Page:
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As for skids, I ran them for a long time but have recently stopped running the rear skid. I definitely notice a difference with and without the skid, and truthfully I don't miss the skid.
Whats the difference with and without the rear skid?
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Old 09-04-2010, 10:15 PM   #28
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Yes. Same concept. More traction, more steering, more stable and a little bit lighter.

sounds, good yea i got it for $45 at bluegrass hobbies on sale ! it defielty does, feel lighter than the roller eight-t chassis even though im not a pro level driver. just a sportsman truggy club driver i guess i should notice a diffrence i havnt driven it yet with that tft chassis.


i do wreck sometimes if i try to catch up to people that passed me
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Old 09-04-2010, 10:30 PM   #29
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Whats the difference with and without the rear skid?
The car just feels better in the bumps. There's no edge to catch on sharp bumps, and you don't lose any ride height/suspension travel. I mainly notice it on tracks where there are a lot of sharp jump faces. With the skids on(DE skids all different Generations) every now and then the back end would randomly be kicked up. Doesn't happen without the skid. I guess you could say it is more consistent. It isn't a huge difference and if you're running on a highly abrasive surface it might not be worth it. The way I look at it is if the chassis needs a skid it is hitting the ground. Add a skid and you've got an edge to clip. Hit something at high speed and it can get weird.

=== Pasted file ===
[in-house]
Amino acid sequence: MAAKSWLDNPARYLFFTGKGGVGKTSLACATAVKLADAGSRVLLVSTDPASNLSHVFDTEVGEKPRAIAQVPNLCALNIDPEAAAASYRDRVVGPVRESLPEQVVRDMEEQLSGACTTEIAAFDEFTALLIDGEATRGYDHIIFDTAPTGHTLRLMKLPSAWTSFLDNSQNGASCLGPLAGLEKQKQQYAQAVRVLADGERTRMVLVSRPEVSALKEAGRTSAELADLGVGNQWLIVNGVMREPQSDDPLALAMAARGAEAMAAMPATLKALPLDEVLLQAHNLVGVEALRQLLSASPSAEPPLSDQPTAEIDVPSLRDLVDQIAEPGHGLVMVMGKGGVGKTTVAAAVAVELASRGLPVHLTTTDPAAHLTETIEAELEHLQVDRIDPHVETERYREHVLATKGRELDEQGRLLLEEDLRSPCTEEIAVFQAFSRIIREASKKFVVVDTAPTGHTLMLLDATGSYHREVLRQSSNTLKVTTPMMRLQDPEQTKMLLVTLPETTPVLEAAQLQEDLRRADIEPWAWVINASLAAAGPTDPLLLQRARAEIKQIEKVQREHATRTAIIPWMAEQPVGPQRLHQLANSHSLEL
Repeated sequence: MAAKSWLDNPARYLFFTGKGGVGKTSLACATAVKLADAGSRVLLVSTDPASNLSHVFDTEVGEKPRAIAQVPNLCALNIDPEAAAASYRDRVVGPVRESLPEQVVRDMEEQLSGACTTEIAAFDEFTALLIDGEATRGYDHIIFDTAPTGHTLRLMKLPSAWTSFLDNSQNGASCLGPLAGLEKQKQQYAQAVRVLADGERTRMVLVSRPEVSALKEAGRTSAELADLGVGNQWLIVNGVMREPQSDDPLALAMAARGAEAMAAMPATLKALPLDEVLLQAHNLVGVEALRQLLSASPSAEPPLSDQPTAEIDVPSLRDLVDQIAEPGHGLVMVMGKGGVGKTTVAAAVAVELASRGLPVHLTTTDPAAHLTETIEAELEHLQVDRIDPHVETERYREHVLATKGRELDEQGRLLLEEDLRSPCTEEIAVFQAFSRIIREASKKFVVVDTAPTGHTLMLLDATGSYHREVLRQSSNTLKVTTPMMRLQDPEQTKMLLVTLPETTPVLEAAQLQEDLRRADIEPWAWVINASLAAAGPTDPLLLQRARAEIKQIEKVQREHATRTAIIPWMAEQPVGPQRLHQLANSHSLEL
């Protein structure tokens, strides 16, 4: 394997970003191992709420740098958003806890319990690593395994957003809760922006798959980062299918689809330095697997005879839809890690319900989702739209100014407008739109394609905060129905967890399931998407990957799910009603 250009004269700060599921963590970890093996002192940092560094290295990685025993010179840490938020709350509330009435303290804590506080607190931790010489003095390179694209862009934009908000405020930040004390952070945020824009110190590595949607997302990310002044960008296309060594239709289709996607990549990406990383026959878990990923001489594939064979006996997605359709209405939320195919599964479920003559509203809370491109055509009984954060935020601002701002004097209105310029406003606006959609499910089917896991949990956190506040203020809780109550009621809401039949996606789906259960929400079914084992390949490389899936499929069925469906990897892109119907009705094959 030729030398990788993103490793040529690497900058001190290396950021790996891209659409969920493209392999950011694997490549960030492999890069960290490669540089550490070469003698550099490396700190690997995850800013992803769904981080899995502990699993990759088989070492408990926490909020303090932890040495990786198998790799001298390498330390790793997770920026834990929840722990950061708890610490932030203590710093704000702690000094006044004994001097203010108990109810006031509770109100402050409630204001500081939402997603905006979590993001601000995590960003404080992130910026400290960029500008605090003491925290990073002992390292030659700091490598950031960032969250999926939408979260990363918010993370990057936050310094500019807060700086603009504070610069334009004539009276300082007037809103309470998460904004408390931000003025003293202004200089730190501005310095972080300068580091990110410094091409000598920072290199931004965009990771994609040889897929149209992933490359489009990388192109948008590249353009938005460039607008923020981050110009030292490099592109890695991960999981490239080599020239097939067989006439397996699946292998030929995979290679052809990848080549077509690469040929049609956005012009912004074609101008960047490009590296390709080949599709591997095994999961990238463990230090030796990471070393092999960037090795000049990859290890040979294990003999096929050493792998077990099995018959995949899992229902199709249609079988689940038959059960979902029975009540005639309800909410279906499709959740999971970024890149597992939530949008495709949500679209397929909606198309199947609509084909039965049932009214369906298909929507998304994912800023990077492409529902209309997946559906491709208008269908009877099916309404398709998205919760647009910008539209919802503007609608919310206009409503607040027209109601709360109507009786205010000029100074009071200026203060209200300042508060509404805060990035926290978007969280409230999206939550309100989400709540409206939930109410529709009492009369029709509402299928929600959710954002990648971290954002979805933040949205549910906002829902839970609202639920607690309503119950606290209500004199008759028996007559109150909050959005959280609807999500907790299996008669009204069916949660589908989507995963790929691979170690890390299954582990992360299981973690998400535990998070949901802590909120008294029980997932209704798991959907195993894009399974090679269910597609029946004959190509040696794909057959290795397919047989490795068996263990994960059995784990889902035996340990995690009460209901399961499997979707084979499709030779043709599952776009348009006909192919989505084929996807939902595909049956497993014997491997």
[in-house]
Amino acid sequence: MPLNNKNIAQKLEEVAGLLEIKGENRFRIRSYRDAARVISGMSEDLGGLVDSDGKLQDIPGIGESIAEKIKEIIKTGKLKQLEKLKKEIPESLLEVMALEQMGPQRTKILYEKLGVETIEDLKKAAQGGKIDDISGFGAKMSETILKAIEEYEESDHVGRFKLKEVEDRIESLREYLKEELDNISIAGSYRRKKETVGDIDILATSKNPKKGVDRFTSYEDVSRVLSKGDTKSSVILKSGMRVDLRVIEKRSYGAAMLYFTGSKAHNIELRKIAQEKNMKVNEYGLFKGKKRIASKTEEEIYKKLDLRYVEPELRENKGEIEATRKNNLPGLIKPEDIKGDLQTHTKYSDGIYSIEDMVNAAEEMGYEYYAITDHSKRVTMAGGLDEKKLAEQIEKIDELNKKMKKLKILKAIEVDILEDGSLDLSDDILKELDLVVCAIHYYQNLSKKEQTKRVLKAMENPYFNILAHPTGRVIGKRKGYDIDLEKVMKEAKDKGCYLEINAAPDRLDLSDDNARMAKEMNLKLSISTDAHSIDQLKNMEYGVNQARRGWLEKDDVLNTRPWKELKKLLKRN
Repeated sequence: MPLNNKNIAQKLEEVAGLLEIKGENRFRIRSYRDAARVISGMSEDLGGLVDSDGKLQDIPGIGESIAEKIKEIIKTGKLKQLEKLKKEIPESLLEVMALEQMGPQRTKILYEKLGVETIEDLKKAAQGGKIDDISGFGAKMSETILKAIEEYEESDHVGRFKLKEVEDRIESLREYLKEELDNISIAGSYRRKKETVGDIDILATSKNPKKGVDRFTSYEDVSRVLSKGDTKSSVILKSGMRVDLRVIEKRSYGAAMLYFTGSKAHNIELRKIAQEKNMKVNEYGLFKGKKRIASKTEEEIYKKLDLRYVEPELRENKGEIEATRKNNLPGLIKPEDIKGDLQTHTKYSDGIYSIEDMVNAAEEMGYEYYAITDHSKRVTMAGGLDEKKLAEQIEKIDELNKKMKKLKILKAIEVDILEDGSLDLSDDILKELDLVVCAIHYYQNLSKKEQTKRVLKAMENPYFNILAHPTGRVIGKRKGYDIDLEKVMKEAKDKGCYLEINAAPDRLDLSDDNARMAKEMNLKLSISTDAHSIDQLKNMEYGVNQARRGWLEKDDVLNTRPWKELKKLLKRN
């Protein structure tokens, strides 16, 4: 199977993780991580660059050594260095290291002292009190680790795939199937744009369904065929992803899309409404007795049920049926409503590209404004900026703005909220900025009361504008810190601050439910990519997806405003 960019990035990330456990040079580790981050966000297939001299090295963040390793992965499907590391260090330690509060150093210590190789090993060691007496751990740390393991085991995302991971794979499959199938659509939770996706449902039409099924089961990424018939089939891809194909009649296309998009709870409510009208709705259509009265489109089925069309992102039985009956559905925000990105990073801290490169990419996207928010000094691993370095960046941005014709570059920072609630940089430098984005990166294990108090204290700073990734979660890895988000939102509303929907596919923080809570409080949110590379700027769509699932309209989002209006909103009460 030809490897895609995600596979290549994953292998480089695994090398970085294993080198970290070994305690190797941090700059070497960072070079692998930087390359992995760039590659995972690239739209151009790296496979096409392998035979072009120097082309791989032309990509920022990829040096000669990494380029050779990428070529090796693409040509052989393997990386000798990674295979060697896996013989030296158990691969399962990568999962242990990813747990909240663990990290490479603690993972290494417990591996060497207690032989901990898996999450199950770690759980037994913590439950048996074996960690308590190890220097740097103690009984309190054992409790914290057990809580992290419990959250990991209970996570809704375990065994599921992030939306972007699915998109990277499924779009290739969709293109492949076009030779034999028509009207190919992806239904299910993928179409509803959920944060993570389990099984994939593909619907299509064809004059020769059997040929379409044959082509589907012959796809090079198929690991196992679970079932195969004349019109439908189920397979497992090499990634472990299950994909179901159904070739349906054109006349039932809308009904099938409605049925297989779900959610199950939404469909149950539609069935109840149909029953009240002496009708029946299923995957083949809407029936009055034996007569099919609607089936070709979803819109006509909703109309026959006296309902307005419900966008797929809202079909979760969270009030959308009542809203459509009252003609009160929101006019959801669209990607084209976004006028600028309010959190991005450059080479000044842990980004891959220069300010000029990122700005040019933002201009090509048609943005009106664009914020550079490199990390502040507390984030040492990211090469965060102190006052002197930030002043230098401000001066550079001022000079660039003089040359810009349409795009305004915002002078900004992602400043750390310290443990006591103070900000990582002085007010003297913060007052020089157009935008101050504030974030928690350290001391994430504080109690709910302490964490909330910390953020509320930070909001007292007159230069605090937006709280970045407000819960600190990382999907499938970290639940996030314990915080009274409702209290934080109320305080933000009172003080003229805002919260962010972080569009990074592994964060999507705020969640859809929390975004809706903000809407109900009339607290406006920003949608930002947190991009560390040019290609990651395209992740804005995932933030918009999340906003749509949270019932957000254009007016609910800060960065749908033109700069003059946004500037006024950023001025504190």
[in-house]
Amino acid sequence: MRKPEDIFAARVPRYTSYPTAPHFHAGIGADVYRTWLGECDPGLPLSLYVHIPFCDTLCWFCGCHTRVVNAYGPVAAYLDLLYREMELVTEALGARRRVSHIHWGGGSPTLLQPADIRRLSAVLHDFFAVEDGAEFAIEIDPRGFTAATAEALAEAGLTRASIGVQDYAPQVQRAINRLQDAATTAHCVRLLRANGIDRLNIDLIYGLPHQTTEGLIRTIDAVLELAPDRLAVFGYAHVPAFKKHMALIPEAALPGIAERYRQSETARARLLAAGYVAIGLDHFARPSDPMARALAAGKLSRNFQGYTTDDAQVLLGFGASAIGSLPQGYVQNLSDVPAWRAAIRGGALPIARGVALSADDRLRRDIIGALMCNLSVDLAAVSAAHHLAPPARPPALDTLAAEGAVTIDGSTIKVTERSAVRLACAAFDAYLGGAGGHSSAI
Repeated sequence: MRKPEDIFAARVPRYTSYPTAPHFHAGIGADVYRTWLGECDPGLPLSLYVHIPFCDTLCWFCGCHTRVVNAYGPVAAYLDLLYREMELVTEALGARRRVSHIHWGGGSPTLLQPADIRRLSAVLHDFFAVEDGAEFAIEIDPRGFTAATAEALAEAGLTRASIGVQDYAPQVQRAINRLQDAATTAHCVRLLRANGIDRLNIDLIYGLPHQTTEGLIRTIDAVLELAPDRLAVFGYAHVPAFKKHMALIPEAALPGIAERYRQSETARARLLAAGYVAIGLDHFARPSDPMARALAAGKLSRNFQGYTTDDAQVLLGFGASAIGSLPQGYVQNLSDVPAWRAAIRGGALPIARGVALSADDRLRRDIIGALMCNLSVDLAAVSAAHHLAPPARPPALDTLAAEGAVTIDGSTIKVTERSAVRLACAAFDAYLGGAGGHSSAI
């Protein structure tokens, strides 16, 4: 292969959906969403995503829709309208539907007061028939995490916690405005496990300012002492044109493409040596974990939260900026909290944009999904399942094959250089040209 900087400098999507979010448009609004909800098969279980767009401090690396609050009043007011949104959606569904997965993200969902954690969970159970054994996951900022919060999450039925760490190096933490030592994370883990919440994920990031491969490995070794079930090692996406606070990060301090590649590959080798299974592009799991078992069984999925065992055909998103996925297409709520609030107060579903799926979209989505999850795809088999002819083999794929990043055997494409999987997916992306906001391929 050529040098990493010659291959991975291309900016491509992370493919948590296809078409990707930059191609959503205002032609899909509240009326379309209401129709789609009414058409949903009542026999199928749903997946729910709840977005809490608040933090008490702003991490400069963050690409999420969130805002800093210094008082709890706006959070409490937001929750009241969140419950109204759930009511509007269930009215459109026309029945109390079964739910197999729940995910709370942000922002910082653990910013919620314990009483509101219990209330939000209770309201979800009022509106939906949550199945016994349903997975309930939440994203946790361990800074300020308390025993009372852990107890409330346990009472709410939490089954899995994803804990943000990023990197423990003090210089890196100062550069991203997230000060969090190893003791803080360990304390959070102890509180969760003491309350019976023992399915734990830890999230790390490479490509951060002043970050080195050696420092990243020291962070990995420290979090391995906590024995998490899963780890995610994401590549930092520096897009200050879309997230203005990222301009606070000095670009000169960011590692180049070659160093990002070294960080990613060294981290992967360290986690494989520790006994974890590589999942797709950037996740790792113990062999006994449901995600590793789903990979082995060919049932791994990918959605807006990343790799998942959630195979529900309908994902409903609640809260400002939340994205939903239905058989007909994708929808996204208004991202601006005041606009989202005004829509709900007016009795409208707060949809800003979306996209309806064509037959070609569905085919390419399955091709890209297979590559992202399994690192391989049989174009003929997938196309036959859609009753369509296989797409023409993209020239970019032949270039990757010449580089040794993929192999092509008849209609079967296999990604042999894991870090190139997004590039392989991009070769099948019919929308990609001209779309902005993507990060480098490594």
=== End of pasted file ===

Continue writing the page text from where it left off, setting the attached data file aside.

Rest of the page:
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Old 09-04-2010, 10:34 PM   #30
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The car just feels better in the bumps. There's no edge to catch on sharp bumps, and you don't lose any ride height/suspension travel. I mainly notice it on tracks where there are a lot of sharp jump faces. With the skids on(DE skids all different Generations) every now and then the back end would randomly be kicked up. Doesn't happen without the skid. I guess you could say it is more consistent. It isn't a huge difference and if you're running on a highly abrasive surface it might not be worth it. The way I look at it is if the chassis needs a skid it is hitting the ground. Add a skid and you've got an edge to clip. Hit something at high speed and it can get weird.
I have noticed rear kick on fresh layouts running the rear skid plate. But not noticeable on worn in tracks.